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need help with a pack

Discussion in 'Preparedness & Survival' started by slightly disturbed, Nov 8, 2012.

  1. slightly disturbed

    slightly disturbed Oregon City Active Member

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    I currently have a Camelbak Motherlode and a couple of weeks ago I did a little 2 mile hike off road with my BOB and I damn near died! I have a severely bad back and I think that the 25 lbs that my pack weighs is not the issue but the way it sits on my back. I have backpacked many miles and the value of a good hip belt is worth its weight in gold. The Camelbaks goes around my belly and not on my hips. so its obvious my need for a new pack.
    I am looking at the USMC ILBE gen II pack. does anyone have this pack and like it and better yet does anyone have this pack and will let me try it on. They are going on Ebay pretty cheap these days 80-100 bucks. please chime in on any input that you can give me good bad or otherwise. thanks Larry

    P.S. I wanted to add that I would like to keep it a military style pack
     
  2. Sgt Nambu

    Sgt Nambu Oregon Bronze Supporter Bronze Supporter

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    Hey Slightly, I hear what you are saying about preferring military packs! However I firmly believe that you will get the best fit with a commercial backpack. Military packs are tough but they are compromises as to fit. They are carried by young, fit members of the armed forces who are well able to adjust to a less than perfectly fitting pack. I bought new backpacks for my wife and I last spring. We tried both commercial and military and got commercial packs, her a North Face and me a Alps Mounteering. They are both very tough and well made by the way. Good luck to you!
     
  3. slightly disturbed

    slightly disturbed Oregon City Active Member

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    thanks, Im heading over to REI tomorrow. Having a bad back sucks a$$
     
  4. Sgt Nambu

    Sgt Nambu Oregon Bronze Supporter Bronze Supporter

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    True! Don't overlook REI Online Outlet, huge discounts! Find one you like at the store and see if you can find one at the online outlet.
     
  5. jawbone

    jawbone Western Washington Member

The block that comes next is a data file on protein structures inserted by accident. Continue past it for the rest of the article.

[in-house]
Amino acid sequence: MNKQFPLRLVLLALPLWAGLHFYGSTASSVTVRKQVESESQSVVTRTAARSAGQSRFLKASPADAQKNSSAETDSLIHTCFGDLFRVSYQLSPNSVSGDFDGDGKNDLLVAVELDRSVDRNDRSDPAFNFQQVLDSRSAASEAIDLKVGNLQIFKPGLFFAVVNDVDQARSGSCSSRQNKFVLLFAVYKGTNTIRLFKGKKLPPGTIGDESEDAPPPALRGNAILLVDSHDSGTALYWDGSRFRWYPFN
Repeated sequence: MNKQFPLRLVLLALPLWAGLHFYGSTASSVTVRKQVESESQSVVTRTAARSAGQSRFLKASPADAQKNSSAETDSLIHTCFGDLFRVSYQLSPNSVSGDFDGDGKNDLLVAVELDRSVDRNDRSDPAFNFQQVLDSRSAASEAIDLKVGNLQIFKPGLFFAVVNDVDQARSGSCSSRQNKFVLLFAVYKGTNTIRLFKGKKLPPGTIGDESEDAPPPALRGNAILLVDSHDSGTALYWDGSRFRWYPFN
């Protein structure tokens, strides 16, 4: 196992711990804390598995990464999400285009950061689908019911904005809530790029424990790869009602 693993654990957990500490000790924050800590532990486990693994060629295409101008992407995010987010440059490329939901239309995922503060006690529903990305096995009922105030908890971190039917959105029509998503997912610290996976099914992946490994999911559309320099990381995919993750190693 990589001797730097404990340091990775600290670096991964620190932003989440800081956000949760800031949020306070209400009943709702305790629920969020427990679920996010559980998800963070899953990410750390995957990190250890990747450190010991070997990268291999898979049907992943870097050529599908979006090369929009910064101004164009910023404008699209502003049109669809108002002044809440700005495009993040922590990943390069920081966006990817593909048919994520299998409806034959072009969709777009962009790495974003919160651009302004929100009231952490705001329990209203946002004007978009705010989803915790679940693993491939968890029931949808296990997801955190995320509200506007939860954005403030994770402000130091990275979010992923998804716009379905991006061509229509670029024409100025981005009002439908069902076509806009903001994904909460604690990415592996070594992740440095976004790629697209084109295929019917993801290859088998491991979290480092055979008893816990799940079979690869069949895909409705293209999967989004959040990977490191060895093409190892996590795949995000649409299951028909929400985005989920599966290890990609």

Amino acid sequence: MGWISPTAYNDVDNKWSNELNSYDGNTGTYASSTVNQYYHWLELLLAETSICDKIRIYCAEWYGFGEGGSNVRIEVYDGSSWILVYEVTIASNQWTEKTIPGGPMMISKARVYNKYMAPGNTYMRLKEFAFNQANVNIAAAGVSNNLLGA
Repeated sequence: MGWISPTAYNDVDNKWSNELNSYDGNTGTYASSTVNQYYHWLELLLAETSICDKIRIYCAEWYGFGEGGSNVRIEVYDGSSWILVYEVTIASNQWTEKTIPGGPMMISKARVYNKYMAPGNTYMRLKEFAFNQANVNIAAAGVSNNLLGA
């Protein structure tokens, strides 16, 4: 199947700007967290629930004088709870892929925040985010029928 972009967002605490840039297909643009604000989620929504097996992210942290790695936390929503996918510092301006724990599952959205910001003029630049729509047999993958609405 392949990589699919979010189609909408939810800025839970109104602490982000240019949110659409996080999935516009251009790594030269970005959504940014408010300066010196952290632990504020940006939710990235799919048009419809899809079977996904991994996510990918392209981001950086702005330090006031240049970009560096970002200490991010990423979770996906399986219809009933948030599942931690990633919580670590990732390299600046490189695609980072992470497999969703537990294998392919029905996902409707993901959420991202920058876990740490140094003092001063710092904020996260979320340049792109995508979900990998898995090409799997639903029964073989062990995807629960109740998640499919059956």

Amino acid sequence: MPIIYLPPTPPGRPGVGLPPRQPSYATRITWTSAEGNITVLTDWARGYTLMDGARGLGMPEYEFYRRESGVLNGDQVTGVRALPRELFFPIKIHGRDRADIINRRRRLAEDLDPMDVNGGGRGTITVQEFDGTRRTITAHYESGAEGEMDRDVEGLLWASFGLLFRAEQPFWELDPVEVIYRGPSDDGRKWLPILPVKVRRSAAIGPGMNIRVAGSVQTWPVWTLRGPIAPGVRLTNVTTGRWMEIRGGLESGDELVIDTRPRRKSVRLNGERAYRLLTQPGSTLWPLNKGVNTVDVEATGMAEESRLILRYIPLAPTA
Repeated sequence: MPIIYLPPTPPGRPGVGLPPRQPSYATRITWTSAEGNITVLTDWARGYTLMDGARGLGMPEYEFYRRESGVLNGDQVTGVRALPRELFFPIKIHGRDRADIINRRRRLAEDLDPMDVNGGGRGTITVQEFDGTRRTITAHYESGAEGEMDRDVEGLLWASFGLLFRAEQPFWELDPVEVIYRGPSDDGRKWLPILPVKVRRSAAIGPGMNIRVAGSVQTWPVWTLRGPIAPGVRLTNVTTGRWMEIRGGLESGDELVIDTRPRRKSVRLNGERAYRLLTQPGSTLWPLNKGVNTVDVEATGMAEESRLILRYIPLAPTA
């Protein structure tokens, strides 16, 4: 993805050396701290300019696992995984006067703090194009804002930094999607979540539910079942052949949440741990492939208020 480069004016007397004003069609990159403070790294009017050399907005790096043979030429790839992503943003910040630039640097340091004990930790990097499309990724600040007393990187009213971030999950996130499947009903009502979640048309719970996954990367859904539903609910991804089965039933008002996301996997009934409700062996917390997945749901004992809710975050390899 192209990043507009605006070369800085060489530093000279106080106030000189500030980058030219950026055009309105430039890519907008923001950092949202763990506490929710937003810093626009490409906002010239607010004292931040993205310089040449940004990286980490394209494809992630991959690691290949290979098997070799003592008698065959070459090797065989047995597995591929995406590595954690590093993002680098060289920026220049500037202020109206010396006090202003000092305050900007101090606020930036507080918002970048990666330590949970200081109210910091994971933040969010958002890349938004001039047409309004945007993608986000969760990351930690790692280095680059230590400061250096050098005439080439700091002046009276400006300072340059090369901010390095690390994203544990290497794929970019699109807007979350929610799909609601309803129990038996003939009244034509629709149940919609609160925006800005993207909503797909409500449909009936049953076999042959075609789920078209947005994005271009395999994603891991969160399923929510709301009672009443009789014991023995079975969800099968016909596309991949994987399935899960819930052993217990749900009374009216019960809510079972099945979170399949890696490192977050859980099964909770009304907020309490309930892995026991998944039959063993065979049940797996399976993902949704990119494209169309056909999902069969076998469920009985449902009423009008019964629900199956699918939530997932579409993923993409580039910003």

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    Check out Eberlestock packs. My teammate loves his, and he has back issues as well (he's 46). He just did a 9-mile hike in CO with a 50# pack, and according to him, it felt pretty good. From what he says, they have the suspension system dialed in. I still have some good friends in the NSW community, and they like the Eberlestock, too (specifically the F3F FAC Track). Also, a bunch of guys at the 24-Hour Sniper Adventure Challenge last year were using them.

    I have a bad back, and I think I've decided to pull the trigger on a G2M Gunslinger II. The pack is has a rifle scabbard integrated directly into the design, along with a hydration sleeve, side handles for loading, etc.

    They're kind of pricey, but you if it's your BOB, you may be humping that thing for real some day.

    I am not affiliated with Ebelestock in any way. Just passing along some info.
     
  6. safetyman

    safetyman Clark County, WA Active Member

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    I would encourage you to atleast take a look at Mystery Ranch packs. They are not what I would consider cheap, but are extremely comfortable to pack. Their comfort is mainly due to Mystery Ranch's patented Futura harness that basically makes the pack adjustable to fit any torso. Not to mention they are damn near bomb proof and have a great warranty.

    One of Camelbak's packs called the Trizip uses the Futura harness and is a very attractive pack...something that I think just might fit your needs.

    http://www.mysteryranch.com/site/index.html
     
  7. orchemo

    orchemo Portland Active Member

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    From REI, I loike the Gregory line of packs.

    For a hunting pack, Badlands are nice.
     
  8. ATCclears

    ATCclears Seattle area, WA Well-Known Member

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    +1 for REI. Spend some time in there. Discuss what you want the backpack for or how full/heavy it will be. Get the guy/gal to help see how it fits you, and how you might be able to adjust it.

    I did the same at REI. The guy thought I was a bit nuts when I mentioned it was going into my vehicle as a get-home bag, but by the time we were done he asked a few more questions (ie., it got him thinking how he might get home...).